Dutch high-performance computing (HPC) (opens in new tab) researchers have managed to achieve a speed of 6.55 million random read IOPS using a storage node designed by Fungible.
According to Fungible, a storage start-up based in California, the test results represent the highest recorded performance between a single server reading data and a single storage target - almost double the previous best.
“What we are achieving in the lab…can be deployed throughout the world...Ultimately, it is revolutionizing the performance, economics, reliability and security of scale-out data centres,” said Pradeep Sindhu, CEO and co-founder of Fungible.
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Reporting on the development, Blocks & Files (opens in new tab) says the record was achieved using the company’s FS1600 storage node powered by a Data Processing Unit (DPU) (opens in new tab) designed by Fungible itself.
Offloading storage logic
The test was conducted jointly by SURF, an association of Dutch educational and research institutions, and Nikhef, a partnership between the Institutes Organization of the Dutch Research Council and six universities.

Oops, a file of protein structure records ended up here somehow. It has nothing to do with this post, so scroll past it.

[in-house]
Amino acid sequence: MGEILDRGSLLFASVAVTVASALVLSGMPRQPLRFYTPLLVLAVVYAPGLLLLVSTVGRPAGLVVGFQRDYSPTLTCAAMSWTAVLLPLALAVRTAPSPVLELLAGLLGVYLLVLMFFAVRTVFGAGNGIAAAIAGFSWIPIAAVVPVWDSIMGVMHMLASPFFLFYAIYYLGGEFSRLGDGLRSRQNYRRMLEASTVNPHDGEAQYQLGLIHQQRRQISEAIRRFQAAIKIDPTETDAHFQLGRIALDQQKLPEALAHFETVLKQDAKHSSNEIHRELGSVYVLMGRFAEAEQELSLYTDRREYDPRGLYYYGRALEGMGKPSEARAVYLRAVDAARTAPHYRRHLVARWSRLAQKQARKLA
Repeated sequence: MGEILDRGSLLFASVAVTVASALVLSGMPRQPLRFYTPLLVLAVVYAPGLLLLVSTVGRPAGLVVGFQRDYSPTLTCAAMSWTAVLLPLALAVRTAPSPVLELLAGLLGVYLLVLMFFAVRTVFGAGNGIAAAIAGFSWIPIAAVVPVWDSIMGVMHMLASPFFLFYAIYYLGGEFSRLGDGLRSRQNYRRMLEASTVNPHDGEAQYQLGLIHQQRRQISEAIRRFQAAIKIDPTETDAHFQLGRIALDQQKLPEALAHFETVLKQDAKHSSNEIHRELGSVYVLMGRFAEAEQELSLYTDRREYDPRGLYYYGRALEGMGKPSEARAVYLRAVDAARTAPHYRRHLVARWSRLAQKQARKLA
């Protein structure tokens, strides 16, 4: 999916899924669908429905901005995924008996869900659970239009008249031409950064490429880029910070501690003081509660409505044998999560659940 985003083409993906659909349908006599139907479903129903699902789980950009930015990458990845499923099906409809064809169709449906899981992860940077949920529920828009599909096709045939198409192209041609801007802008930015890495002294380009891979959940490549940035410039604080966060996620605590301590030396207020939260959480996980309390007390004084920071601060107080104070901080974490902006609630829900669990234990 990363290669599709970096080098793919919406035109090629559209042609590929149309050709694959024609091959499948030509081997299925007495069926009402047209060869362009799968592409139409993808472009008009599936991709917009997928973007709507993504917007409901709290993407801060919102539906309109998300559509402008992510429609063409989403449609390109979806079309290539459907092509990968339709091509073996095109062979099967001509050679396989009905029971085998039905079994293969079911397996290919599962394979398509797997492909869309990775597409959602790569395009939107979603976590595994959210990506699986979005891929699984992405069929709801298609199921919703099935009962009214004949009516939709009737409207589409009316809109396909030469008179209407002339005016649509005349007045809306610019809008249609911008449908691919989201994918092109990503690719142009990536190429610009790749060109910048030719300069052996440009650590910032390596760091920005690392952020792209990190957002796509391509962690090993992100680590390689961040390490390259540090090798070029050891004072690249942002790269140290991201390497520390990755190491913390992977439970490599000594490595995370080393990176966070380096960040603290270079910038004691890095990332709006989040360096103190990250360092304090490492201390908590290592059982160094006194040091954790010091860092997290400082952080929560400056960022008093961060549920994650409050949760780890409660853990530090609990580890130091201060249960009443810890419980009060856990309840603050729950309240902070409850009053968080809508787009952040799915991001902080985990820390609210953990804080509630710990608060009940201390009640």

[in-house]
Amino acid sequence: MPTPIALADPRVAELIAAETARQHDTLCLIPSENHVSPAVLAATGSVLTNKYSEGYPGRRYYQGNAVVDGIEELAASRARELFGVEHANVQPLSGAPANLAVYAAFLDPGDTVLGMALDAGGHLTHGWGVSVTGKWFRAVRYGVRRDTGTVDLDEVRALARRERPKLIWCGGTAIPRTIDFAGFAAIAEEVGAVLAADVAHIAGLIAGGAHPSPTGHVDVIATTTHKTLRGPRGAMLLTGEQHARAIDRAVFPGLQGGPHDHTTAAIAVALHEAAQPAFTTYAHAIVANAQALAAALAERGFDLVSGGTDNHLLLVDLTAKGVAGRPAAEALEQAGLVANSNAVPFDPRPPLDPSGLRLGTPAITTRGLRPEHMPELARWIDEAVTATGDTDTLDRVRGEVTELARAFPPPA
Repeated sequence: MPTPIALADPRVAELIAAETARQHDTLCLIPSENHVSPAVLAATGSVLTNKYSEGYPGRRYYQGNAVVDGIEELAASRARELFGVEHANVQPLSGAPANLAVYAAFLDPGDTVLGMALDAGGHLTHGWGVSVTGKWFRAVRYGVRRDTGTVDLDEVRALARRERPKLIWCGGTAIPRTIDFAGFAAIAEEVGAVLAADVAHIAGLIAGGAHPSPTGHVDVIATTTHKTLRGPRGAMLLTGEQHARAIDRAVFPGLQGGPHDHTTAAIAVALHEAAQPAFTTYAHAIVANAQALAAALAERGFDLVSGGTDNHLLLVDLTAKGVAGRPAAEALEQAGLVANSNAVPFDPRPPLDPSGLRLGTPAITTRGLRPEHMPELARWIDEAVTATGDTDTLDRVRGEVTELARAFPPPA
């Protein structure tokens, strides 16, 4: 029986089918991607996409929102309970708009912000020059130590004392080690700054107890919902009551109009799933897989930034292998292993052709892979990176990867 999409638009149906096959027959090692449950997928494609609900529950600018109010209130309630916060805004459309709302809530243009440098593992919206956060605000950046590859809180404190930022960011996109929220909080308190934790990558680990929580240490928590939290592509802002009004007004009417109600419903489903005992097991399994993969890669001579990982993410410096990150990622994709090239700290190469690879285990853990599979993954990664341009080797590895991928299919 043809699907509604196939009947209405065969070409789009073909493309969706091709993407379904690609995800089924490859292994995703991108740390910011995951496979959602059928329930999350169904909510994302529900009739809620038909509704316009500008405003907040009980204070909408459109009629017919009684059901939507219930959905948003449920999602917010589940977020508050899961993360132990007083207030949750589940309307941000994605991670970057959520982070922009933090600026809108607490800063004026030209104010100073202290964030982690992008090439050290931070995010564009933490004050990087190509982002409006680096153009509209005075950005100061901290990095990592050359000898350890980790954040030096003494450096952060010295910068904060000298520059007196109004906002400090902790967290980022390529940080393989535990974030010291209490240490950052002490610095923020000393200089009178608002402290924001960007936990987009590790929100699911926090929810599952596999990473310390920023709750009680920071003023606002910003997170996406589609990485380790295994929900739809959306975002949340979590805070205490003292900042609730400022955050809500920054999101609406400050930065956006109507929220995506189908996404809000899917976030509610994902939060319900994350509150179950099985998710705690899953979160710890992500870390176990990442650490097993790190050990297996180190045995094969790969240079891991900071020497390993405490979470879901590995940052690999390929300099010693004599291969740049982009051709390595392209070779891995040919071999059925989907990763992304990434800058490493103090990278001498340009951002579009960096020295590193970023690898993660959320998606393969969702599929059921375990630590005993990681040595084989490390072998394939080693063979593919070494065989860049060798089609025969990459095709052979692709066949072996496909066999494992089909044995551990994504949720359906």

According to reports, Nikhef is on the hunt for a fast and affordable data processing mechanism with a view to efficiently process the data flowing from experiments at CERN when the High-Luminosity LHC (HL-LHC) accelerator becomes operational in 2026.
In the Dutch test, the FS1600 storage node, placed inside a 2U, 24-slot NVMe SSD (opens in new tab) box with two F1 DPU controllers, was used together with a 64-core AMD (opens in new tab)-powered server over a NVMe-over Fabrics connection.
Fungible claims the technology can be scaled linearly and deliver up to 300 million IOPS in a single 40 RU rack.
The company claims that the results show that FS1600 helps decrease cost per IOPS, further improving the utilization of storage media, as compared to existing software-defined storage solutions, which makes them useful for all kinds of data-centric workloads.
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